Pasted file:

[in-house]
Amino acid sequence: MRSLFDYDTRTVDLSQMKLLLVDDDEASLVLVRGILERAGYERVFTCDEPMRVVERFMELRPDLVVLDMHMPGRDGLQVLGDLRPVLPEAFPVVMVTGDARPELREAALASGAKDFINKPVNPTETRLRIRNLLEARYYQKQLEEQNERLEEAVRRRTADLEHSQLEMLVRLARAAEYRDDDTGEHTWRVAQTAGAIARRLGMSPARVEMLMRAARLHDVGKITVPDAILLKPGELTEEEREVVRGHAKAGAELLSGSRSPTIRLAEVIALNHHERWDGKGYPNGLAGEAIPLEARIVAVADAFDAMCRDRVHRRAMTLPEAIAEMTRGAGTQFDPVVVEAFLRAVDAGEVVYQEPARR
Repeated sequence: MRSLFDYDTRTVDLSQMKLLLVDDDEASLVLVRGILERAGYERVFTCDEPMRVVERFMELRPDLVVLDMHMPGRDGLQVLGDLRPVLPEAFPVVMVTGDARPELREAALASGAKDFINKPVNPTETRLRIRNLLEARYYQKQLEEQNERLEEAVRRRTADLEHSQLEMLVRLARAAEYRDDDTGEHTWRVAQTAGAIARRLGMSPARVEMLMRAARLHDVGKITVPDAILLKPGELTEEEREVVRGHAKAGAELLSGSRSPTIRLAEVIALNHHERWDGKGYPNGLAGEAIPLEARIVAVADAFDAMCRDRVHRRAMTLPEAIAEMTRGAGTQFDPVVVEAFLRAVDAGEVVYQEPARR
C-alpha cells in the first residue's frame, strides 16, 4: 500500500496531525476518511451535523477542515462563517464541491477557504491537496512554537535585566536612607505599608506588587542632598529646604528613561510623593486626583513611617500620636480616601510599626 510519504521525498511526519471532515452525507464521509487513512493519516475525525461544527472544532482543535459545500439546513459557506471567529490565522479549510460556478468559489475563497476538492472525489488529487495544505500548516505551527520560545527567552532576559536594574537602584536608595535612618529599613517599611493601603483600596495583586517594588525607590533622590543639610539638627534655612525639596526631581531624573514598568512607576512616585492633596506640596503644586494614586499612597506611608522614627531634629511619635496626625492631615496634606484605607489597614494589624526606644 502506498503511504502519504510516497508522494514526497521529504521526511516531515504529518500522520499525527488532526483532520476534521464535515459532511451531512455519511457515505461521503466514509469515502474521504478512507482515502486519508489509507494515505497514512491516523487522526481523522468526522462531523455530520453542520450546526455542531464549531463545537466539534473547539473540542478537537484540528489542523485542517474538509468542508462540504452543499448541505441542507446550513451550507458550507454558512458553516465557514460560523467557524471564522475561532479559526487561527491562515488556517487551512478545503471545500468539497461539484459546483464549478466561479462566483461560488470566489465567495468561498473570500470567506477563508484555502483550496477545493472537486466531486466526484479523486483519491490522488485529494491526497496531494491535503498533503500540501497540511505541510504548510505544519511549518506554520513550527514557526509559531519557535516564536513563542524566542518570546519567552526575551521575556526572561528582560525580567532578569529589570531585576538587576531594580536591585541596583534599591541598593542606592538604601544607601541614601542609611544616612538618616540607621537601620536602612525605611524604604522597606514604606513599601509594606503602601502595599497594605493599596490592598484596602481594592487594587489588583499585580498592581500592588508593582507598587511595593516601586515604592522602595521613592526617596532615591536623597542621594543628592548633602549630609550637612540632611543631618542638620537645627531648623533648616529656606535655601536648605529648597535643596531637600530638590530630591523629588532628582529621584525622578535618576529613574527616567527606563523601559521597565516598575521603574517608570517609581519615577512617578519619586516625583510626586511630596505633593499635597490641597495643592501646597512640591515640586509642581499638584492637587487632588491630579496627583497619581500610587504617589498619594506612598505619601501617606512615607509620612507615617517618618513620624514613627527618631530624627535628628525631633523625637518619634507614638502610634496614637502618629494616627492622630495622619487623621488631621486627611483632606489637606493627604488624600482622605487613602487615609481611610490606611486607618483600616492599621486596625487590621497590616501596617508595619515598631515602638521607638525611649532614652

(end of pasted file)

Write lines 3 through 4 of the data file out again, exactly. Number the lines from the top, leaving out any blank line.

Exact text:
Repeated sequence: MRSLFDYDTRTVDLSQMKLLLVDDDEASLVLVRGILERAGYERVFTCDEPMRVVERFMELRPDLVVLDMHMPGRDGLQVLGDLRPVLPEAFPVVMVTGDARPELREAALASGAKDFINKPVNPTETRLRIRNLLEARYYQKQLEEQNERLEEAVRRRTADLEHSQLEMLVRLARAAEYRDDDTGEHTWRVAQTAGAIARRLGMSPARVEMLMRAARLHDVGKITVPDAILLKPGELTEEEREVVRGHAKAGAELLSGSRSPTIRLAEVIALNHHERWDGKGYPNGLAGEAIPLEARIVAVADAFDAMCRDRVHRRAMTLPEAIAEMTRGAGTQFDPVVVEAFLRAVDAGEVVYQEPARR
C-alpha cells in the first residue's frame, strides 16, 4: 500500500496531525476518511451535523477542515462563517464541491477557504491537496512554537535585566536612607505599608506588587542632598529646604528613561510623593486626583513611617500620636480616601510599626 510519504521525498511526519471532515452525507464521509487513512493519516475525525461544527472544532482543535459545500439546513459557506471567529490565522479549510460556478468559489475563497476538492472525489488529487495544505500548516505551527520560545527567552532576559536594574537602584536608595535612618529599613517599611493601603483600596495583586517594588525607590533622590543639610539638627534655612525639596526631581531624573514598568512607576512616585492633596506640596503644586494614586499612597506611608522614627531634629511619635496626625492631615496634606484605607489597614494589624526606644 502506498503511504502519504510516497508522494514526497521529504521526511516531515504529518500522520499525527488532526483532520476534521464535515459532511451531512455519511457515505461521503466514509469515502474521504478512507482515502486519508489509507494515505497514512491516523487522526481523522468526522462531523455530520453542520450546526455542531464549531463545537466539534473547539473540542478537537484540528489542523485542517474538509468542508462540504452543499448541505441542507446550513451550507458550507454558512458553516465557514460560523467557524471564522475561532479559526487561527491562515488556517487551512478545503471545500468539497461539484459546483464549478466561479462566483461560488470566489465567495468561498473570500470567506477563508484555502483550496477545493472537486466531486466526484479523486483519491490522488485529494491526497496531494491535503498533503500540501497540511505541510504548510505544519511549518506554520513550527514557526509559531519557535516564536513563542524566542518570546519567552526575551521575556526572561528582560525580567532578569529589570531585576538587576531594580536591585541596583534599591541598593542606592538604601544607601541614601542609611544616612538618616540607621537601620536602612525605611524604604522597606514604606513599601509594606503602601502595599497594605493599596490592598484596602481594592487594587489588583499585580498592581500592588508593582507598587511595593516601586515604592522602595521613592526617596532615591536623597542621594543628592548633602549630609550637612540632611543631618542638620537645627531648623533648616529656606535655601536648605529648597535643596531637600530638590530630591523629588532628582529621584525622578535618576529613574527616567527606563523601559521597565516598575521603574517608570517609581519615577512617578519619586516625583510626586511630596505633593499635597490641597495643592501646597512640591515640586509642581499638584492637587487632588491630579496627583497619581500610587504617589498619594506612598505619601501617606512615607509620612507615617517618618513620624514613627527618631530624627535628628525631633523625637518619634507614638502610634496614637502618629494616627492622630495622619487623621488631621486627611483632606489637606493627604488624600482622605487613602487615609481611610490606611486607618483600616492599621486596625487590621497590616501596617508595619515598631515602638521607638525611649532614652